Niranjini Rajagopal, a PhD candidate at Carnegie Mellon, for example, presented her work on “A Sensor Fusion Approach to Indoor Localization.” She said it was a nice change to discuss her work with an audience of engineers outside her narrow specialty. “It’s also nice to see what everyone else is working on,” she said.
In general, the workshop centered on topics that would have been equally relevant to male academics, such as “How to Apply for Faculty Jobs,” “Teaching,” and “Mentoring Students.” However, at several points the special challenges women face became apparent.
One attendee told a story of facing pushback from a male student who persistently challenged her grasp of the material she was teaching. Another said she noticed a woman who was doing well in her class left when the only other woman enrolled dropped out.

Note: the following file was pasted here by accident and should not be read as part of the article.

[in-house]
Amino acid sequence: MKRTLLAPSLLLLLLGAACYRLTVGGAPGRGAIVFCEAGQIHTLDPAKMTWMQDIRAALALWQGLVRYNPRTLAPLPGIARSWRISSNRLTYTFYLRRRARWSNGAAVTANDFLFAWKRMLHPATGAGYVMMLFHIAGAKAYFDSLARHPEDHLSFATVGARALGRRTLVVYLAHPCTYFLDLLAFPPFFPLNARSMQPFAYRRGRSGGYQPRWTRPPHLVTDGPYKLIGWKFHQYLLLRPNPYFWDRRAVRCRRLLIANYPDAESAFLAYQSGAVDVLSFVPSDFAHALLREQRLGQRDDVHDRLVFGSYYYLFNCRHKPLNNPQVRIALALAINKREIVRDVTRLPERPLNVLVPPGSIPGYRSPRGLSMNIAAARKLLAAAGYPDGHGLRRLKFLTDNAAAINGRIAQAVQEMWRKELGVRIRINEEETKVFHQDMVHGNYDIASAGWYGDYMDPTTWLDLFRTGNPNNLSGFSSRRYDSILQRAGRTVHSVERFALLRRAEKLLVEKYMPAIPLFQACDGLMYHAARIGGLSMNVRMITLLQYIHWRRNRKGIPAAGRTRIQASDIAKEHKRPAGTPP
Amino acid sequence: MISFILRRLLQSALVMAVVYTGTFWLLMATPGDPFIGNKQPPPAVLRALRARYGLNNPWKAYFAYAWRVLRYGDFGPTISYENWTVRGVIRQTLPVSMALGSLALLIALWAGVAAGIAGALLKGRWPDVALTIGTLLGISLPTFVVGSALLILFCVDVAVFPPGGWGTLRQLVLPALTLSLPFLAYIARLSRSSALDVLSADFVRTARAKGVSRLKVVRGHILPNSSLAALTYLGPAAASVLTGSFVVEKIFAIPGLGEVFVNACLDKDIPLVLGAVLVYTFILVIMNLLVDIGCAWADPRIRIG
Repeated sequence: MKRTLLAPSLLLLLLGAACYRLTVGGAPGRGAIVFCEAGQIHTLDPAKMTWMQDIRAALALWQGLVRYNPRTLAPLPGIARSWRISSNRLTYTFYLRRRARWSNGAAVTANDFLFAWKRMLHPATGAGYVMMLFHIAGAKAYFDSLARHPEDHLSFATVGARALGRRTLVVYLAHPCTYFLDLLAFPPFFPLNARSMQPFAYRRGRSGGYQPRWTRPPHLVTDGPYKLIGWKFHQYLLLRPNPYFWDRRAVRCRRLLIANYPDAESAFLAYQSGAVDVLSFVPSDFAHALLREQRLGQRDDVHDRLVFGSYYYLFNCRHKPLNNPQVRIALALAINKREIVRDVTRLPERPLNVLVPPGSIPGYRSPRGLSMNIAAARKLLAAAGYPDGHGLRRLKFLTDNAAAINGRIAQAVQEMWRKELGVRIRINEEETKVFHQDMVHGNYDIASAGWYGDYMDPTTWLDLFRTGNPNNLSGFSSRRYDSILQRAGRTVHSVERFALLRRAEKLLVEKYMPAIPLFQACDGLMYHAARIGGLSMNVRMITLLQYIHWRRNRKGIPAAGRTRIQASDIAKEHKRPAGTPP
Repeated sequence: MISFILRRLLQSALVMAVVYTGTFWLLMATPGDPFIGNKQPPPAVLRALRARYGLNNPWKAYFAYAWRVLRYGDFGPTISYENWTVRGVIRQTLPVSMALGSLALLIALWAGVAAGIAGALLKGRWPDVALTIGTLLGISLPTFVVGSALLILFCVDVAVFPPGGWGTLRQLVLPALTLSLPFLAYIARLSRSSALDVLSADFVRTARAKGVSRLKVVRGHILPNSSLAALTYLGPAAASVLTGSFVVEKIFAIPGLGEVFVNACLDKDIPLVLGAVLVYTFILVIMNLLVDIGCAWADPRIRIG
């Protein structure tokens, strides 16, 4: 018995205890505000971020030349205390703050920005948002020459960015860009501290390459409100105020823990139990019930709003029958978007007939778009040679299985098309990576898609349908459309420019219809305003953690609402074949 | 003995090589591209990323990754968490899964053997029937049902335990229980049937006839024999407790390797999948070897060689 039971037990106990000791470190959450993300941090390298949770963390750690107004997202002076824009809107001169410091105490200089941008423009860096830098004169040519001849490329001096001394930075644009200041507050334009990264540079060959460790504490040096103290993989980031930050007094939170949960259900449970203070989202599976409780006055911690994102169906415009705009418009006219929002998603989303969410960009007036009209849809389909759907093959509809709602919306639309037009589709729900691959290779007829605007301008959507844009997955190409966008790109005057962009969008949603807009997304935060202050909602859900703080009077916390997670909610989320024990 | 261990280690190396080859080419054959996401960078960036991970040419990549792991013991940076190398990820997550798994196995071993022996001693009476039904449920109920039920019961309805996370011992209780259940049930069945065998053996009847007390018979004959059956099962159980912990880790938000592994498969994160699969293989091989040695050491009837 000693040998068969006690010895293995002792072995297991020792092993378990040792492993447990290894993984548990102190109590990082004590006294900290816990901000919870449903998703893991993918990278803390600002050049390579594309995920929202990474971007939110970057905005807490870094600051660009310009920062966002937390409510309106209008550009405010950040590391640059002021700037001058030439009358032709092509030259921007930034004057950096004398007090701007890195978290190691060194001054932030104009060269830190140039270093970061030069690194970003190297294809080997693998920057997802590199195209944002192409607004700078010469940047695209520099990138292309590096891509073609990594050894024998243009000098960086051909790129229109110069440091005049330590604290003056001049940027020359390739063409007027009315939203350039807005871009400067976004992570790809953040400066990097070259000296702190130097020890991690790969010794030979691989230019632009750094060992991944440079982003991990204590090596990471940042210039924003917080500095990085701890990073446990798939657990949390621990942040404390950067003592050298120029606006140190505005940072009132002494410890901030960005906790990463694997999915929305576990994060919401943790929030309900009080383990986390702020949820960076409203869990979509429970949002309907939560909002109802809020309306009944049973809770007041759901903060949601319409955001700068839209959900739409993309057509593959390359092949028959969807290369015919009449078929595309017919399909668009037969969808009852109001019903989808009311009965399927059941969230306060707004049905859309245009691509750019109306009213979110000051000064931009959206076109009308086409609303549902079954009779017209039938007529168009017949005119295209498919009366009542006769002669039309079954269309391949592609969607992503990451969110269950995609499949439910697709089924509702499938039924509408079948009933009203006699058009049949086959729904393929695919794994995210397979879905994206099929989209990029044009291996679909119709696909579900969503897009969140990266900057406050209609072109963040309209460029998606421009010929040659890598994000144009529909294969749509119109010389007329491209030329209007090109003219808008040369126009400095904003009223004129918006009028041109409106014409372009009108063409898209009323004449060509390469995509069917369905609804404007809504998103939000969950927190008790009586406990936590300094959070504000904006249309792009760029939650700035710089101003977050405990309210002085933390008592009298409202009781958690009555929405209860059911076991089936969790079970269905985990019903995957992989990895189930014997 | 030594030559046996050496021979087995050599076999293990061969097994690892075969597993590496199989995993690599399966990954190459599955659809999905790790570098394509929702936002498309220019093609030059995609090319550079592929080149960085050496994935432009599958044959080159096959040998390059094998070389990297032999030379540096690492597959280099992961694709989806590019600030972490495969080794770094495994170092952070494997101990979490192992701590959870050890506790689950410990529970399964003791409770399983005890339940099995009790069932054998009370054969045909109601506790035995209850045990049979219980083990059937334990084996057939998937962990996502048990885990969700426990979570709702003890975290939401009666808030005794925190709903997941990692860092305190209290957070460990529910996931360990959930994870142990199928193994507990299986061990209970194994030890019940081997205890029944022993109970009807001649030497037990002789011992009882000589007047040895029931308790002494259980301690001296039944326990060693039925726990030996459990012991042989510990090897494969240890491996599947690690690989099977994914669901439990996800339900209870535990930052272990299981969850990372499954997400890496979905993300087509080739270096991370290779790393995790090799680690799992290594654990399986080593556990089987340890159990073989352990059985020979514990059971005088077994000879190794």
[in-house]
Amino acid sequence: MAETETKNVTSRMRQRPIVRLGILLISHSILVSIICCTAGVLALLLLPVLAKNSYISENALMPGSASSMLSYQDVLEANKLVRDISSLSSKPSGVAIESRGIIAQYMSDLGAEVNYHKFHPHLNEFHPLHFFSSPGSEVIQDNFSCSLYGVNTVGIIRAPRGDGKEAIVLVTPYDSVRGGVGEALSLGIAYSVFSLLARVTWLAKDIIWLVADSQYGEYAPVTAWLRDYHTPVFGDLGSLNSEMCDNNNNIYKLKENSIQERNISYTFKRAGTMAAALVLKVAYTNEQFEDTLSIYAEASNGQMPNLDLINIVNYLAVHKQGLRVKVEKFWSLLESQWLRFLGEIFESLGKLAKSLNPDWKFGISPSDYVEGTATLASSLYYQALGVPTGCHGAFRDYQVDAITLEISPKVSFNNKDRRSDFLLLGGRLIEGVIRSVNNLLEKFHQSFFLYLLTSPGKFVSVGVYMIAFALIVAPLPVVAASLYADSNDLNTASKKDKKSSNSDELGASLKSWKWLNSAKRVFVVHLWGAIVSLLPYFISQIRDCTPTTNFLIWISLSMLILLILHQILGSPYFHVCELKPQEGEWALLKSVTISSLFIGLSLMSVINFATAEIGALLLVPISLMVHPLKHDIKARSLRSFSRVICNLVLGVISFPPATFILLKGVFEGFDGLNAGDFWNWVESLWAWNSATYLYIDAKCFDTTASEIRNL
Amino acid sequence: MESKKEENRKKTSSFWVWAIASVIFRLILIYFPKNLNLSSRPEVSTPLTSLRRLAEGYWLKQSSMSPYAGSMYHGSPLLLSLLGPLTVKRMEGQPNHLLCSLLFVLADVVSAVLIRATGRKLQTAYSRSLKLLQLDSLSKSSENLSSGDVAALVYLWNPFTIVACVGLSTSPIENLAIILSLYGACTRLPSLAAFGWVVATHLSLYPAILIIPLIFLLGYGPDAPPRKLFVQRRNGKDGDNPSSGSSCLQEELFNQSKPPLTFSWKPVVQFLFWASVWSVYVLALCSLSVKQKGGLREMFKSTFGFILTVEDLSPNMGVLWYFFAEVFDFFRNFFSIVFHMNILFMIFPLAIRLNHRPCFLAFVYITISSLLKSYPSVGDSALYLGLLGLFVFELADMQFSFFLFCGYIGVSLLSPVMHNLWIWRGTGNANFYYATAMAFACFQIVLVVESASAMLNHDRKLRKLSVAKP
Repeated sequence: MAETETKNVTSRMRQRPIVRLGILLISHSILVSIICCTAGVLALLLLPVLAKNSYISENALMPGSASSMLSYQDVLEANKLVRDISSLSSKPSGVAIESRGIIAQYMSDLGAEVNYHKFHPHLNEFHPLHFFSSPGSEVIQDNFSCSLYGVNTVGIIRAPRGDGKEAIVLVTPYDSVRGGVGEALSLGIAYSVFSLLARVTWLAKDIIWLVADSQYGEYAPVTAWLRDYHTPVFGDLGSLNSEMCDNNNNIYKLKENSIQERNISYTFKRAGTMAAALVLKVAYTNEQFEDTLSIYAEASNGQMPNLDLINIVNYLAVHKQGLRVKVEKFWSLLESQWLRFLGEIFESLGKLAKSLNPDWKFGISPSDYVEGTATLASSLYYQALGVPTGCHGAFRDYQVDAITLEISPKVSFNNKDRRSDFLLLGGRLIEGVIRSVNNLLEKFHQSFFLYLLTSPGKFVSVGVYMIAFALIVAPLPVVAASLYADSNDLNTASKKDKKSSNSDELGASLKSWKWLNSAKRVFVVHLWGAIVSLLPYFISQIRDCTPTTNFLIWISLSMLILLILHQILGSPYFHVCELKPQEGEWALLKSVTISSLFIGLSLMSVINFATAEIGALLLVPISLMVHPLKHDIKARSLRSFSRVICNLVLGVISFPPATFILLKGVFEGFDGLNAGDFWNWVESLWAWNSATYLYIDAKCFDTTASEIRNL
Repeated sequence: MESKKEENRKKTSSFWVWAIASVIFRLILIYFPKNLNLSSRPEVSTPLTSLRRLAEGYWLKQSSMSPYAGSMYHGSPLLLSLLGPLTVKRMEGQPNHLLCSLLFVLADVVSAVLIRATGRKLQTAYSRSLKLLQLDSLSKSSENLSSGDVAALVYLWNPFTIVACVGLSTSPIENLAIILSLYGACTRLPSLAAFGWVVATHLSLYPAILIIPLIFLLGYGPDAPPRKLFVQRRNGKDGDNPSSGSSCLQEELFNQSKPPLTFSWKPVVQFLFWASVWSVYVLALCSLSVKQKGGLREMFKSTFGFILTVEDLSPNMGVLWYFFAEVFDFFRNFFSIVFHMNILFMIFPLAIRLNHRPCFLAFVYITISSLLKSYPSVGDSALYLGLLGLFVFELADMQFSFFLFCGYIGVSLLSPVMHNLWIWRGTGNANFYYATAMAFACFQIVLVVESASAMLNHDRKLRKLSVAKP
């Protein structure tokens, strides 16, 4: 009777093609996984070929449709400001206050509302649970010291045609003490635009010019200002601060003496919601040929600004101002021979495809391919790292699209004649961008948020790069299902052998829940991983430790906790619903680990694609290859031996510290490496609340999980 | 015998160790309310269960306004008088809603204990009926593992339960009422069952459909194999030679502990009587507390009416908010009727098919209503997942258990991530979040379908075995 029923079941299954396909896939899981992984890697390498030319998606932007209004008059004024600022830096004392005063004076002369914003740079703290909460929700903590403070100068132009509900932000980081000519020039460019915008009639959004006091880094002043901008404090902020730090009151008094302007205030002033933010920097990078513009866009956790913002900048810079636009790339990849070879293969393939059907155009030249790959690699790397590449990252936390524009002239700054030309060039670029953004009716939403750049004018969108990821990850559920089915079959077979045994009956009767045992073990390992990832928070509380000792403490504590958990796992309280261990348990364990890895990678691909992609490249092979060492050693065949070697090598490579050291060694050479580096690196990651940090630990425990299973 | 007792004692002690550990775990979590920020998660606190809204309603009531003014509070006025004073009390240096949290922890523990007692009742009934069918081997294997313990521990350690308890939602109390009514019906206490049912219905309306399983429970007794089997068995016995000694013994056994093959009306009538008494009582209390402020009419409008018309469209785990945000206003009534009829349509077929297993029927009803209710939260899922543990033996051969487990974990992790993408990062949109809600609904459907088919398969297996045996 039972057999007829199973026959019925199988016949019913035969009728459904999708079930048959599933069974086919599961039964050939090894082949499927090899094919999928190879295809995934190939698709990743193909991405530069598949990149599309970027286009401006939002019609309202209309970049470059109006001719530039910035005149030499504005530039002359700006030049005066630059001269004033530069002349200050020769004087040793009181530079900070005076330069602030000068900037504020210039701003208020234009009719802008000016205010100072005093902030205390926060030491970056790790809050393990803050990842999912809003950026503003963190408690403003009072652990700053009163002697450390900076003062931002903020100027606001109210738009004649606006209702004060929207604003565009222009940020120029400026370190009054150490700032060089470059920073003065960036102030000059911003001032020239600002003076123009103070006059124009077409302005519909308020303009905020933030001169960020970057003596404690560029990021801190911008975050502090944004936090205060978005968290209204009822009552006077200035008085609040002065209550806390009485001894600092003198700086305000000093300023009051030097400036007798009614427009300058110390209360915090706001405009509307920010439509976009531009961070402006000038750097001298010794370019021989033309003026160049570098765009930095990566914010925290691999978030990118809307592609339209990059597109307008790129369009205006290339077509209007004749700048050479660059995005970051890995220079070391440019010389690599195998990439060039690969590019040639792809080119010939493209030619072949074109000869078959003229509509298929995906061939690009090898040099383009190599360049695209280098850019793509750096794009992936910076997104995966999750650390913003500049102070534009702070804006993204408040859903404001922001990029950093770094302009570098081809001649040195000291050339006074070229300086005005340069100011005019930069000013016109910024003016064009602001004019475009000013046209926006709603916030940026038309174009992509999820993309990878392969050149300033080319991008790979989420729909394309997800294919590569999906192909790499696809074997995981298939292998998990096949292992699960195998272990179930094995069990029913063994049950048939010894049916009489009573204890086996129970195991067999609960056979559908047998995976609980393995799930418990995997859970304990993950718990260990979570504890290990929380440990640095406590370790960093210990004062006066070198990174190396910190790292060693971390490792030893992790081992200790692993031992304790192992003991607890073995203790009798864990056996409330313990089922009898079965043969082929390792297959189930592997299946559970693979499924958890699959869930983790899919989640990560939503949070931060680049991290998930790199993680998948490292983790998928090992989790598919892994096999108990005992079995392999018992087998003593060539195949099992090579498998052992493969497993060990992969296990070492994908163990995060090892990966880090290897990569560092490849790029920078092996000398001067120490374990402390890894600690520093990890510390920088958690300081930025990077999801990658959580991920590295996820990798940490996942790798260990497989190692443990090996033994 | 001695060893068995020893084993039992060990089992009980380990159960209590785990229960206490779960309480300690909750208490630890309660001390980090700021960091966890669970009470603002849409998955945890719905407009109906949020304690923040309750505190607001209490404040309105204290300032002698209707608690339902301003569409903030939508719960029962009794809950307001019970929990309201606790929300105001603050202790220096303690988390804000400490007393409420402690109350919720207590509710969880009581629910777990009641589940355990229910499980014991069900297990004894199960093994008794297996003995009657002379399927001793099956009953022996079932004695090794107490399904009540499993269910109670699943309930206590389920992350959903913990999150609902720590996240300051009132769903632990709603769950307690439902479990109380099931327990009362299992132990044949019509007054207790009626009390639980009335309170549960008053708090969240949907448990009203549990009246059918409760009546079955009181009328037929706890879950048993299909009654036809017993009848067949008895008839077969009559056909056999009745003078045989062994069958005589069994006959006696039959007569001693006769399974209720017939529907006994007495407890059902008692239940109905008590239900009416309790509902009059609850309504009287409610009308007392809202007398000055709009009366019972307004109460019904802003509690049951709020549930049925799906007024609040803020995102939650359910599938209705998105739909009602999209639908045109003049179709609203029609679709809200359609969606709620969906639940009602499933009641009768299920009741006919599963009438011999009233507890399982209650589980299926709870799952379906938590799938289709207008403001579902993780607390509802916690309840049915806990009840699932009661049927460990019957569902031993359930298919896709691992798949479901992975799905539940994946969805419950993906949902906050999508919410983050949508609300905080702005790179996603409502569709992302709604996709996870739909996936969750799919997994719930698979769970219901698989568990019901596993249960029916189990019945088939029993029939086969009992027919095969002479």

Anette “Peko” Hosoi, associate dean of engineering and the Neil and Jane Pappalardo Professor of Mechanical Engineering at MIT, said she has faced similar situations. For instance, she once met with a male student who had not done well on an exam in her mechanics class. He admitted being embarrassed by his performance, saying: “I even looked at the person next to me and realized I got beat by a girl.”
Ideas for addressing such challenges varied. Professor Randall Davis of EECS and the Computer Science and Artificial Intelligence Lab (CSAIL), who gave a talk on “How to Speak,” fielded the question about the male student who challenged his professor in class. Davis suggested firmly ending the discussion with a redirect to the day’s material. “People have said women get ignored. I think a little subtle pushback is warranted,” he said.